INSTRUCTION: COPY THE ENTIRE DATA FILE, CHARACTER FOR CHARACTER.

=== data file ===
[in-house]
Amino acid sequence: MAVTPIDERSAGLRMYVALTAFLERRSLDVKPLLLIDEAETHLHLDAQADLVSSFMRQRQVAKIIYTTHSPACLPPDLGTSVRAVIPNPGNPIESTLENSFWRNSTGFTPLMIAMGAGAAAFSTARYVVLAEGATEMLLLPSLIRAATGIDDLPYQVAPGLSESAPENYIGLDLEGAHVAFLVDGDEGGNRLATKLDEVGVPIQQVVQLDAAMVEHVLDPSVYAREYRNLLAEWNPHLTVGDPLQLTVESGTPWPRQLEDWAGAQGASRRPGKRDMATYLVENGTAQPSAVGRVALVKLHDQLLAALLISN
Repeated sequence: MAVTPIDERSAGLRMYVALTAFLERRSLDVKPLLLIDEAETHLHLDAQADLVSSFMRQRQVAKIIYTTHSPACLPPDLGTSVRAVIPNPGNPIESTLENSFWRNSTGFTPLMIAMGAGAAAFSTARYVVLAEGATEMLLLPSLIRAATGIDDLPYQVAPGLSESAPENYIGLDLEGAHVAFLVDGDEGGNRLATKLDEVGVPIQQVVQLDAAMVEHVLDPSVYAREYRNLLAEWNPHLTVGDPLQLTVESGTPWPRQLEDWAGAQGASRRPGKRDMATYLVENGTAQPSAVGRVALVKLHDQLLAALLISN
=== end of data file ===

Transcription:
[in-house]
Amino acid sequence: MAVTPIDERSAGLRMYVALTAFLERRSLDVKPLLLIDEAETHLHLDAQADLVSSFMRQRQVAKIIYTTHSPACLPPDLGTSVRAVIPNPGNPIESTLENSFWRNSTGFTPLMIAMGAGAAAFSTARYVVLAEGATEMLLLPSLIRAATGIDDLPYQVAPGLSESAPENYIGLDLEGAHVAFLVDGDEGGNRLATKLDEVGVPIQQVVQLDAAMVEHVLDPSVYAREYRNLLAEWNPHLTVGDPLQLTVESGTPWPRQLEDWAGAQGASRRPGKRDMATYLVENGTAQPSAVGRVALVKLHDQLLAALLISN
Repeated sequence: MAVTPIDERSAGLRMYVALTAFLERRSLDVKPLLLIDEAETHLHLDAQADLVSSFMRQRQVAKIIYTTHSPACLPPDLGTSVRAVIPNPGNPIESTLENSFWRNSTGFTPLMIAMGAGAAAFSTARYVVLAEGATEMLLLPSLIRAATGIDDLPYQVAPGLSESAPENYIGLDLEGAHVAFLVDGDEGGNRLATKLDEVGVPIQQVVQLDAAMVEHVLDPSVYAREYRNLLAEWNPHLTVGDPLQLTVESGTPWPRQLEDWAGAQGASRRPGKRDMATYLVENGTAQPSAVGRVALVKLHDQLLAALLISN